Deborah Morillo, / Northern Obispeno Chumash
221 Idora Avenue
Vallejo, CA 94591

Deborah is a present participant in AICLS.



Stan Rodriguez, Kumeyaay
P.O. Box 744
Santa Ysabel, CA 92070

Stan Rodriguez, started with the Advocates as an apprentice to Juan Mesa, fluent Kumeyaay speaker and renownked Wild Cat song singer. He is currently teaching Kumeyaay at Sycuan College and at various tribal locations.

Nancy Richardson Steele, Karuk
381 Fern Lane
Crescent City, CA 95531
(707) 464-6365

Nancy is a language specialist and consultant. She has worked on language projects for the past 25 years. Nancy is also a board member of the Karuk Language Restoration Board and is an accomplished storyteller, basket weaver and traditional singer.

Carly Tex

Carly Tex

Carly Tex is Western Mono and an enrolled member of the North Fork Rancheria of Mono Indians. She currently resides in Fresno, California. Carly has a Bachelor's Degree in Anthropology from Sonoma State University and a Master's degree in Native American Linguistics and Languages from the University of Arizona, Tucson. Carly is a traditional basketweaver, cultural demonstrator, and consultant. She participates in events and gatherings where she educates the public about Western Mono culture. She also attends community language classes and works with her elders to learn, document, and maintain the Western Mono language. Carly provides her services as a linguistic consultant to Tribes and tribal organizations, including the Nuumu Yadoha Language Program, where she assists language groups and Tribes with language research, curriculum development, and instruction. Carly is dedicated to the revitalization, documentation, and maintenance of Indigenous languages.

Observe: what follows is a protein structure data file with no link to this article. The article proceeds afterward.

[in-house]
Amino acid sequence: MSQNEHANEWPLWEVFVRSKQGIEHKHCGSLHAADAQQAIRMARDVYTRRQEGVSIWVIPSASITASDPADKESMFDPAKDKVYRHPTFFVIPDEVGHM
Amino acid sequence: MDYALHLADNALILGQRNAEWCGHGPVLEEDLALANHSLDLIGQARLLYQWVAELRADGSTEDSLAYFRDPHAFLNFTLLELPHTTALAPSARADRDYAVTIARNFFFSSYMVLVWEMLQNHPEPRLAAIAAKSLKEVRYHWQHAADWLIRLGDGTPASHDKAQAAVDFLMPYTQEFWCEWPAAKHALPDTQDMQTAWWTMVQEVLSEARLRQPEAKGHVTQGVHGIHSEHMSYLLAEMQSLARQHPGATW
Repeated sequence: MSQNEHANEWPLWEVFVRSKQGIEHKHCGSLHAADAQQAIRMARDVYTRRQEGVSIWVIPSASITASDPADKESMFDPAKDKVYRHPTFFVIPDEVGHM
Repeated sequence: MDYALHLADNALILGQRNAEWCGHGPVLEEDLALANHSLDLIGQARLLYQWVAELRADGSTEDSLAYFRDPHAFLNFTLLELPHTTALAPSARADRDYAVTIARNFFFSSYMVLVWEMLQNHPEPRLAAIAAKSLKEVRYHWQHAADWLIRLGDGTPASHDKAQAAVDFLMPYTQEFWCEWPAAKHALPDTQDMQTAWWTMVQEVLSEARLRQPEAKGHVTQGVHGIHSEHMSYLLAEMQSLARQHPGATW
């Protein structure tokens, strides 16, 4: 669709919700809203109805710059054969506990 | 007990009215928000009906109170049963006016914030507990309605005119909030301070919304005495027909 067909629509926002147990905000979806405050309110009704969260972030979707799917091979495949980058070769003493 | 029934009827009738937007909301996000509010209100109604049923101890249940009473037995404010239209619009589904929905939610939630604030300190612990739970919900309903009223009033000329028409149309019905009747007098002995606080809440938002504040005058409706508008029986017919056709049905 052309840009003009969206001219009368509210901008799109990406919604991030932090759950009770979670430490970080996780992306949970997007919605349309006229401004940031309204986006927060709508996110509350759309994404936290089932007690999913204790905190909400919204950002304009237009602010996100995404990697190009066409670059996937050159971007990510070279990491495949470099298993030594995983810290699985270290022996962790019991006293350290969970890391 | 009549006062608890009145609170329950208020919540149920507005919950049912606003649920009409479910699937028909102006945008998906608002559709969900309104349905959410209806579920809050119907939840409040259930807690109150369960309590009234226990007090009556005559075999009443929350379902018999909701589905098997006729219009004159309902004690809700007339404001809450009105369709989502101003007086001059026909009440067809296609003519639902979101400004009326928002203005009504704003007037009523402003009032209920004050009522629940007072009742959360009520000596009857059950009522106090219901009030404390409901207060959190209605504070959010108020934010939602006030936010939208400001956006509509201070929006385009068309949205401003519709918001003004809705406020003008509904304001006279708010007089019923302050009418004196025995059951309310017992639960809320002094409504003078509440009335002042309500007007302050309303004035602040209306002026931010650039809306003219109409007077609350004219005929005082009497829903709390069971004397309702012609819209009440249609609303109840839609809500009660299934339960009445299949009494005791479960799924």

Matthew Vestuto, Tšʰumaš
hukišałtǝ (you’ll bump into me at.....)
1215 Mix St. NW
Olympia, WA 98502

Matthew Vestuto is the secretary for the Advocates. He also serves as language program coordinator for the Barbareño/Ventureño Band of Mission Indians and director of the Tšumaš Transcription Project. A graduate of The Evergreen State College (Olympia, WA) where he focused on Language Revitalization, Linguistics and Media, he plans to pursue graduate studies in linguistics at the University of Oregon, Eugene.


Professor Leanne Hinton, Consulting Board Member
Professor Emerita, Department of Linguistics
U. C. Berkeley
Berkeley, CA 94720-2650
(510) 643-7621
(510) 643-5688 FAX

Dr. Hinton is professor emerita of the Linguistics Department at U.C. Berkeley. A specialist on language revitalization, she consults with indigenous groups around the world on language maintenance and reclamation. As a founding member of AICLS, she is deeply involved in their language programming. Dr. Hinton has published 8 books, and numerous articles and reports on the revitalization of indigenous languages.




Marina Drummer
221 Idora Avenue
Vallejo, CA 94591
(707) 486-6806
(866) 644-7161 FAX

Marina served as Executive Director of the LEF Foundation from 1985- 2000. In 2000 she began her own non-profit, Community Futures Collective and provides technical assistance and fund-raising help to grassroots organizations. She currently serves on the board of the Oaktown Jazz Workshop, Families With A Future, the National Coalition to Free the Angola Three and is Grants Advisor to the LEF Foundation.